(9) None of the three cases relied upon by learned counsel for the applicant really support him. All these cases are on the question as to whether an amendment should or should not be allowed. The question before us is not one of amendment of pleadings or memo of appeal or even the memo of parties. Similarly, the question before us is not one of substitution of legal representatives in place of a dead party or substitution of parties. The point before us is that the appeal has been filed against a non-existent party. It was known to the applicant when he filed the appeal that the respondent cited in the memo of appeal and the memo of parties was non-existent. The applicant by the present application and C.M. 178 of 1974 seeks that the appeal be treated as one fixed against Oriental Fire and General Insurance Co. .Ltd. In our view, this cannot be allowed. The applicant knew before he filed the appeal that the National Fire & General Insurance Co. Ltd. has ceased to exist and had itself brought this fact out in the trial Court prior to the passing of the decree under appeal. The mere mention of the National Fire & General Insurance Co. Ltd. as the defendant in the certified copies of the judgment and decree, when admittedly on the applicant's own showing the substitution in the trial Court was allowed though possibly on the same date on which the judgment dismissing the suit was announced, cannot be treated as sufficient cause for the applicant to ignore the true party against whom his alleged cause of action subsists. There is no question of the applicant having been misled by a wrong recital in the title of the case in the certified copies. Under these circumstances, in our opinion, it is not a case of misdescription of respondents or any inadvertence or anyone being misled by any error of the court. It is a case of an appeal having. been filed against a non-existent party, which is, thereforee, in our opinion, a nullity. If the amendment is to be allowed with retrospective effect, it would put a premium on gross negligence because the appeal would be deemed to have been filed against Oriental Fire & General Insurance Co. Ltd. If, on the other hand, the amendment is to be taken as a fresh appeal on the date of the amendment, the appeal will be barred by time and liable to be dismissed. The amendment would, thereforee, be futile and the court would not grant a futile amendment. We are reminded of the observations of the learned Chief Justice of India in Shanti Kumar R. Canji's case that an amendment which takes. away from the defendant the defense of immunity from any liability by reason of limitation, would amount to the exercise of discretion which is not warranted by law. As was observed in the said case, 'In such a case, it would not be adding a new party or substituting a new party for the original one, but perfecting the identity of the party originally imp leaded clearing or rectifying the inaccurate description. When the same person, whether an individual or a legal entity, remains the defendant but only the name is altered, it would be a case of mids-description. Where a new legal entity is substituted, it was held in the M. B. Sirkar case (supra) that substitution of a company for a firm would be a change of a substantial character affecting the right of aparty. .... .The right to claim that an introduction of a cause of action by amendment is barred by limitation is founded on immunity from a liability. A right is an averment of entitlement arising out of legal rules. A legal right may be defined as an advantage or benefit conferred upon a person by rule of law. Immunity in short is no liability. It is an immunity from the legal power of some other person. The correlative of immunity is disability. Disability means the absence of power. The appellant in the present case because of the limitation of the cause of action has no power to render the respondent liable for the ''alleged claim. The respondent has acquired by reason of limitation immunity from any liability.'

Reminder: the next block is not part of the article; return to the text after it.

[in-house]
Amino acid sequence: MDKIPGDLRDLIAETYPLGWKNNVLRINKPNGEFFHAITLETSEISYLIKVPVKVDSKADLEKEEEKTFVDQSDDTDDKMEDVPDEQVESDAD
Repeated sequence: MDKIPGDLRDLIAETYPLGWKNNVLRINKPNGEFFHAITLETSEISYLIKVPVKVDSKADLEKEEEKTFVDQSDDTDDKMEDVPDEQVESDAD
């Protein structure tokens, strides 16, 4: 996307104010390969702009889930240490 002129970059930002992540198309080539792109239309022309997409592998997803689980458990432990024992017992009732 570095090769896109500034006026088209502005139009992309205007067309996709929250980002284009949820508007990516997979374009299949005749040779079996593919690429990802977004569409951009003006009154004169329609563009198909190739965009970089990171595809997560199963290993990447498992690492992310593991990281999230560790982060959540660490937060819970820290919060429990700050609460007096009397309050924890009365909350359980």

(10) In our view, the present case is similar to the one in the Supreme Court. The immunity by limitation available to Oriental Fire & General Insurance Co. Ltd. cannot be denied by the amendment sought. We arc further fortified in coming to this conclusion by a. Bench decision of this court in Union of India v. Lakhpat, (1970) T.L.R Del 846
(11) We, thereforee, dismiss not only C.M. 875 of 1976 but also C.M. 178 of 1974.